By Sean Whaley, Nevada News Bureau: Nevada officials are racing the clock to get their full share of federal foreclosure relief dollars.
Some states and local governments elsewhere around the country are at risk of losing millions in foreclosure relief funds. But officials with the state of Nevada and local government entities who are managing the programs say they are on track to obligate their full allotments by September deadlines.
Even so, several Nevada officials said the funds are only a drop in the bucket to address Nevada’s foreclosure crisis.
States and local governments around the country face the deadlines to obligate their share of funding from the Neighborhood Stabilization Program. The program started in March 2009 and entities receiving funds have 18 months to use or lose the funds. Deadlines vary by a day or two depending on when agreements were signed but they are coming up next month.
Money that is not expended by the deadline will be returned to the U.S. Department of Housing and Urban Development for use in the third phase of the program, which recently saw another $1 billion of funding authorized.
USA Today reported last week some states and local governments are having a difficult time obligating their share of funds.
But that does not appear to be the case in Nevada. The city of Las Vegas has the most unobligated funds remaining, about 20 percent as of the end of July, but a city official said every effort is being made to ensure the money is spent.
Dr. Hilary Lopez, chief of federal programs for the Nevada Housing Division, said the state received $24.2 million from HUD for the program. The state’s deadline to obligate the funds is Sept. 11.
“And we actually feel very confident that prior to Sept. 11 we will probably have 100 percent of our funds obligated,” Lopez said. “If not, then by Sept. 11 we would meet that requirement.”
Several Nevada officials acknowledged the program got off to a slow start. They also acknowledge it has provided only limited help in Nevada, where the foreclosure rate remained the highest in the nation in the first half of 2010.
“It was slow getting up and running on that and getting the program going because it was brand new,” said Kristen Cooper, principal planner for Clark County. “When you have a brand new program it can take some time to work out the kinks and in this case just figure out what the rules were, really.”
Cooper said the county is in great shape now, with 100 percent of its $8 million state allocation obligated and at least 96 percent of its $22.8 million in direct federal funding obligated.
The county has 160 properties either purchased or in escrow and another 16 still being sought through the program.
But the program is just a “drop in the bucket,” she said.
“It benefits real people, and real families and real neighborhoods, but it’s not enough,” Cooper said.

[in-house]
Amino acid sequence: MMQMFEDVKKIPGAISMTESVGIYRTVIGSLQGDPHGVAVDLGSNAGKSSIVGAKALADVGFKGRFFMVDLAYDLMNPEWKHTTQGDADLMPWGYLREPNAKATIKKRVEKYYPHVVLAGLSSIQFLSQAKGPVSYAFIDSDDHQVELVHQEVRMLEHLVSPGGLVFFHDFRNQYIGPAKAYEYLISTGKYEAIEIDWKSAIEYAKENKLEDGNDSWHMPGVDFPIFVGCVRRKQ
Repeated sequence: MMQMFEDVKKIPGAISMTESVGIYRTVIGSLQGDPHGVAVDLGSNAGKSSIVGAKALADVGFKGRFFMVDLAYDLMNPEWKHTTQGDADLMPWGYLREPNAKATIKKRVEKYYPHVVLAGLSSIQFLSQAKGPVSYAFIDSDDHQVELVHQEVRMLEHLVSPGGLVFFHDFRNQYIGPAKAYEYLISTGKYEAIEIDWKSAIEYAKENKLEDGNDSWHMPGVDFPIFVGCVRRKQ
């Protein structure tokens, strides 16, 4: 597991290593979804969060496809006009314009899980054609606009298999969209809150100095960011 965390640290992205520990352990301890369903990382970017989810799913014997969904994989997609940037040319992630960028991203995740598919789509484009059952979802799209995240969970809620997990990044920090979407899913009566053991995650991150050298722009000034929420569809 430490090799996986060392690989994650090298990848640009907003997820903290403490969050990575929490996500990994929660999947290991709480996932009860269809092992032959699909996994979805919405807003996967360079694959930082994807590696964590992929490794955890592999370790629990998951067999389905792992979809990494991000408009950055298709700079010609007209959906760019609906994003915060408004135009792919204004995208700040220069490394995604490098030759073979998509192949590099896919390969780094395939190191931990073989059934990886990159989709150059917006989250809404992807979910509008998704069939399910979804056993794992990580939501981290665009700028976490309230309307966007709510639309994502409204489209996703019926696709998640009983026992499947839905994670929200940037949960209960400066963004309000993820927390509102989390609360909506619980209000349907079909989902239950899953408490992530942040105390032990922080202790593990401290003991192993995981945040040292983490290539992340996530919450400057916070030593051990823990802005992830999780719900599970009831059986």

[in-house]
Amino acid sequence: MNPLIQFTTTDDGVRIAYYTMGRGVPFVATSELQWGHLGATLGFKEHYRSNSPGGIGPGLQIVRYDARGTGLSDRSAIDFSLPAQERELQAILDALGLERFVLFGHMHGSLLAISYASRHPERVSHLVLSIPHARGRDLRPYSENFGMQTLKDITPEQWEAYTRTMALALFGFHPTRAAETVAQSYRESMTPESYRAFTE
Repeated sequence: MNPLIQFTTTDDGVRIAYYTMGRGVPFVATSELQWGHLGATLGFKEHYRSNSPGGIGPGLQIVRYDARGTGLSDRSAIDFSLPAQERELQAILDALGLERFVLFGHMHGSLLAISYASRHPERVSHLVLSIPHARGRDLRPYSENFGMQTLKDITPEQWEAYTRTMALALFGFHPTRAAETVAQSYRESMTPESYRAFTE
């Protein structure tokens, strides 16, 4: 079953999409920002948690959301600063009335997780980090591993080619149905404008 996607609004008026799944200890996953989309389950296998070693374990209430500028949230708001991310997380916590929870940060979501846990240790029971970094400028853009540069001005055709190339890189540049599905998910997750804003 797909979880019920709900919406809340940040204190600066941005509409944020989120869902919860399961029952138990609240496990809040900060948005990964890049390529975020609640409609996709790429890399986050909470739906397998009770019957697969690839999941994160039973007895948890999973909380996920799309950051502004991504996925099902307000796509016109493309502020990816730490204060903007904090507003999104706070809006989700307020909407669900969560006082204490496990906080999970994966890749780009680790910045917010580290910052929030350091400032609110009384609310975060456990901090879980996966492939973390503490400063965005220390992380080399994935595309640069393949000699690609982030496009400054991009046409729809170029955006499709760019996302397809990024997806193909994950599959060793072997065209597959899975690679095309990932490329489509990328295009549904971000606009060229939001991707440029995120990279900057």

Douglas Kuntz, the official in charge of the program in Henderson, said the city’s program started out slow as well. But the $4 million provided to the city through state and federal allocations is all obligated, he said.
“Our total is a little over 30 properties and we’re looking to purchase three more,” Kuntz said. “We’re looking forward to more funding.”
While the program has not made a significant dent in the foreclosure crisis, the city was able to target certain census tracts for the funds and so it has made a difference in those neighborhoods, he said.
City of Las Vegas spokeswoman Diana Paul said that as of July 28, the city has spent or obligated 81 percent of its nearly $15 million direct allocation for the program. The city has also spent or obligated 80 percent of the nearly $6 million allocated to the city through the state program.
“We are doing our due diligence to make sure all the money has been spent prior to or by the deadline,” she said.
Lopez said the state program didn’t get going until a task force put together by Gov. Jim Gibbons was able to meet and determine which communities would be eligible for the funding, and in what amounts. The task force continues to meet to oversee the program, which involves several communities from Washoe to Nye and Clark County, she said.
The state program is seeing funds used both for the acquisition of foreclosed and abandoned properties for rehabilitation which are then either resold or rented to eligible households and for direct down payment assistance to eligible households to purchase property.
The program has involved all single-family homes, Lopez said.
A total of 142 units are part of the property acquisition part of the program in Washoe, Douglas, Lyon, Nye and Clark counties. Another 62 units are part of the down-payment assistance part of the program, according to information provided by the state Housing Division.
State official Dr. Hilary Lopez says she expects all the money to be obligated by a Sept. 11 deadline:
Lopez says the state and local agencies have worked to ensure all the money is put to use:
Kristin Cooper of Clark County said the program started slow because it was new:
Cooper said the program has been a help but more assistance is needed: